The steps to using it are as followings:
1. Earlier in the week, tell a story, TPRS style (or however). Maybe your story turns out like this:
Jack wants dogs. Jack goes to McDonalds. In McDonalds there are many dogs, and they are hungry. The dogs eat Jack.2. Review it at least one more time through choral reading &/or translation or reenactment or something else to get them familiar with the target structures, story pattern, & vocabulary.
3. Hand out MadLibs sheet, which looks like this:
__________ (1) person
__________ (2) person or thing, plural
__________ (3) place
__________ (4) adjective (describing word)
__________ (5) transitive verb (I would never use the word 'transitive' for my students though)
__________ (1) wants a __________ (2). __________ (1) goes to __________ (3). In __________ (3) there are many __________ (2), and they are __________ (4). The __________ (2) __________ (5) __________ (1).
Now draw the ending of the story to show me you understand what happened.So you could end up with:
Hello Kitty (1) person
sandwiches (2) person or thing, plural
Rome (3) place
fuzzy (4) adjective (describing word)
kidnap (5) transitive verb
Hello Kitty wants sandwiches. Hello Kitty goes to Rome. In Rome there are many sandwiches, and they are fuzzy. The sandwiches kidnap Hello Kitty.
(imagine there is a beautiful drawing of Hello Kitty in a sack being carried by sandwiches here)n.b.: The picture part is important because it shows you whether the kids comprehended their own story or not.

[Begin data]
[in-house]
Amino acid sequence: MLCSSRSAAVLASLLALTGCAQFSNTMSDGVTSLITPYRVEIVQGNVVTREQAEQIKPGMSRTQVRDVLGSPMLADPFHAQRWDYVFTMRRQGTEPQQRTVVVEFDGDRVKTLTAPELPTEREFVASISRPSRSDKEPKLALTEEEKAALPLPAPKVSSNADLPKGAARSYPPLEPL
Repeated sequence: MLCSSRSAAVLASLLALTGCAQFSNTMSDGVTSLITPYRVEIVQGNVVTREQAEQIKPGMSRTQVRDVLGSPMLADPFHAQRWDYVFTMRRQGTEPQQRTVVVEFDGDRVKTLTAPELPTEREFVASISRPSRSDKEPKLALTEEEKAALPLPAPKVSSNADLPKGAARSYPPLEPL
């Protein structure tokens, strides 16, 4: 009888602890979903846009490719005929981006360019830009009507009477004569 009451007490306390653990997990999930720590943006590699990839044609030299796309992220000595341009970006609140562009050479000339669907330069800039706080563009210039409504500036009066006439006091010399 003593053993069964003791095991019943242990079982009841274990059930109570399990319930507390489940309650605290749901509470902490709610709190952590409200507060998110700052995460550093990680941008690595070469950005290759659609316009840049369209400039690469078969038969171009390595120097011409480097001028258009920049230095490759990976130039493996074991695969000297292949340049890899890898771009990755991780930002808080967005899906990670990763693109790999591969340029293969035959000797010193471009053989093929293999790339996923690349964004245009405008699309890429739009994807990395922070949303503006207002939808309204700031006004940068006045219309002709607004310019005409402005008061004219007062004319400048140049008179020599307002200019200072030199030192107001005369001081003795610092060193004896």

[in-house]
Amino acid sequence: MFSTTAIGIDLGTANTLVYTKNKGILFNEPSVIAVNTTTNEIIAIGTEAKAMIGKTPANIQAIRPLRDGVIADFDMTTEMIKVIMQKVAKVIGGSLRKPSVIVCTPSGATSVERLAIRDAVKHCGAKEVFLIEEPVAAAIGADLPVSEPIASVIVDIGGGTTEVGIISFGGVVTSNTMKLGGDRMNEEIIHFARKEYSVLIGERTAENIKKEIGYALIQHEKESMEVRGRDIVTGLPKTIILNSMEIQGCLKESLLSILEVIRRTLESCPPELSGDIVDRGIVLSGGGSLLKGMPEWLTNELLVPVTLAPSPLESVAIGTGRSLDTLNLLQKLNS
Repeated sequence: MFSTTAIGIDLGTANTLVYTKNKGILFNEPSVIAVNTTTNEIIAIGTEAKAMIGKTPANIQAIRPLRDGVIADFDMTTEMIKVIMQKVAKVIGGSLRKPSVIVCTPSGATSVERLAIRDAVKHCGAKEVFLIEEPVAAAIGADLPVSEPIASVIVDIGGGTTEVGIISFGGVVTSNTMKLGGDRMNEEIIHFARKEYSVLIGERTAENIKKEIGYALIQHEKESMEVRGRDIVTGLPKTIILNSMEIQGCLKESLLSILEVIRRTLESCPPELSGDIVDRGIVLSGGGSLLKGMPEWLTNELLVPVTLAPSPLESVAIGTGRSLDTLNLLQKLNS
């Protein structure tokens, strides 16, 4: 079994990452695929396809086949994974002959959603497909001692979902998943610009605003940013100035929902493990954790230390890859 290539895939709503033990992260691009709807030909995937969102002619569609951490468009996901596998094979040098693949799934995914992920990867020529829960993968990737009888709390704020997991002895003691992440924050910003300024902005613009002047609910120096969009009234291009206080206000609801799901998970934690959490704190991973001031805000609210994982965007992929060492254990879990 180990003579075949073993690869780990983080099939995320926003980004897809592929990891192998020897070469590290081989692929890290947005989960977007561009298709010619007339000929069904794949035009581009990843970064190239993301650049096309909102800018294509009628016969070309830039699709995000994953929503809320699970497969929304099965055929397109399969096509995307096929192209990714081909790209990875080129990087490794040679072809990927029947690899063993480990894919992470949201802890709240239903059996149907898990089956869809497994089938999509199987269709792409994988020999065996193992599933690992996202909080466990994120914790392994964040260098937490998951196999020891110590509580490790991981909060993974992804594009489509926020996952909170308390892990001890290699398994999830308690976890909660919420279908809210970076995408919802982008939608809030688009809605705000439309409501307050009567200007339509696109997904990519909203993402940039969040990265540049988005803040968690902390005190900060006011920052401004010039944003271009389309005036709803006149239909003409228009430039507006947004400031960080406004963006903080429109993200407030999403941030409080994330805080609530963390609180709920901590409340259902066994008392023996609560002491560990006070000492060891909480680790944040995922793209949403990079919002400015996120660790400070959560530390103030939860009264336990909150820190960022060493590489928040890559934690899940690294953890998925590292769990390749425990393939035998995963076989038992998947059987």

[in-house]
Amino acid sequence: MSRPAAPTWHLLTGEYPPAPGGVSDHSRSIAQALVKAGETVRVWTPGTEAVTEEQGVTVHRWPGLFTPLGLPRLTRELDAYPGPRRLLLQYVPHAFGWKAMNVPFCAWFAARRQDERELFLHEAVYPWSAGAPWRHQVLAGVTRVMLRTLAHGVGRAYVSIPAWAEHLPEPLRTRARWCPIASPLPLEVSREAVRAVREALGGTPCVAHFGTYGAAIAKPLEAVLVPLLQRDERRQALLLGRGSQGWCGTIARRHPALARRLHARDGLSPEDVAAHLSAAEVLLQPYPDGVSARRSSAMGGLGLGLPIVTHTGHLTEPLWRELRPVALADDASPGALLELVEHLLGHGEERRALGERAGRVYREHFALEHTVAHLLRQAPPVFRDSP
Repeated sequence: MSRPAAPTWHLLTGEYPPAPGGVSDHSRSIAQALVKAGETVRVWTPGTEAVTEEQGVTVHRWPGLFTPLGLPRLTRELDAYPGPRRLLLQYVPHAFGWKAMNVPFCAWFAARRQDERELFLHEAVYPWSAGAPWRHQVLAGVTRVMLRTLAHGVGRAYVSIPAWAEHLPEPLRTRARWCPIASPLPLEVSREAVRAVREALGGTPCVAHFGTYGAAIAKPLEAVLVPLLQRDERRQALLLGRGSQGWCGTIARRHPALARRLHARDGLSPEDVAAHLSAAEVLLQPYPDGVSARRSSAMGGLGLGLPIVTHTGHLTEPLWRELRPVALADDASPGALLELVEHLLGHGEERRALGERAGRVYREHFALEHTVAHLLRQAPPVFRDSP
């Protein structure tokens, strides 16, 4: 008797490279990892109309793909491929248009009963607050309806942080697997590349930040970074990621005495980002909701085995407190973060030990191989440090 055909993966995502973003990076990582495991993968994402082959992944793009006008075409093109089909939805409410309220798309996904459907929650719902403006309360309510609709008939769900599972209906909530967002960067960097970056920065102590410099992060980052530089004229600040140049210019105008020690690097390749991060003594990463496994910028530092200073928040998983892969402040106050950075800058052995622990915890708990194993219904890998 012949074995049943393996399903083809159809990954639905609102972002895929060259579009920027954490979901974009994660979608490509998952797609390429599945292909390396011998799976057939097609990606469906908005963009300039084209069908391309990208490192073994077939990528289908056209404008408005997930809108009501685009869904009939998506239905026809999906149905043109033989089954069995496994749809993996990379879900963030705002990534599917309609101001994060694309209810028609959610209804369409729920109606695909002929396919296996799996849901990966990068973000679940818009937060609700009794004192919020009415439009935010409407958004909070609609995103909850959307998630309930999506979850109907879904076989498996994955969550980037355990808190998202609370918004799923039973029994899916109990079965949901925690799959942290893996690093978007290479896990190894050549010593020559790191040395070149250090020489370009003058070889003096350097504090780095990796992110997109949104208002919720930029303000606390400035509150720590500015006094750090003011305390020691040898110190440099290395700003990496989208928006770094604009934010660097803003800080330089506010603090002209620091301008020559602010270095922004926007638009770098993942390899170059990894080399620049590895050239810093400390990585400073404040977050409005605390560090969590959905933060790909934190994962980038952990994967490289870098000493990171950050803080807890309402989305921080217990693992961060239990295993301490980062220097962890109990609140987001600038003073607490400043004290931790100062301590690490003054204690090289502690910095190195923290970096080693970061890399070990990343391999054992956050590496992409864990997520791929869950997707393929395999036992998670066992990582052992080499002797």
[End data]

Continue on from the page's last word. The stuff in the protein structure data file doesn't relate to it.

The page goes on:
4. Reenactment time! Ask for volunteers to be actors & to have their stories read. Actors do not have to be the ones who wrote a given story. Read each MadLib aloud as the actors perform it. Reps, reps, reps!
- The MadLib should be in the TL, but I always allow them to fill in the parts of speech in English so there's no limit to the madness. It also means even your weakest, most "I don't know Latin I can't do this" kids have no excuse not to write down some random words.
- ... but if someone puts an English word that you know everyone should have acquired by now (e.g. stupid = stultus, and they all know that), replace the English with Latin when you read aloud. I also always fix inflection of nouns, etc.
- Make it shorter than your original TPRS story. If your story had 3 locations, cut it down to one or two. Filling in the blanks gets pretty arduous.
- I often put them in pairs to do the MadLib part, since they're going to be asking each other for help thinking of adjectives anyway. I still require each individual student to make up their own worksheet though. Plus if some kids are slower to finish than others, you can have the finished pairs read & translate their stories together before you do the whole class part.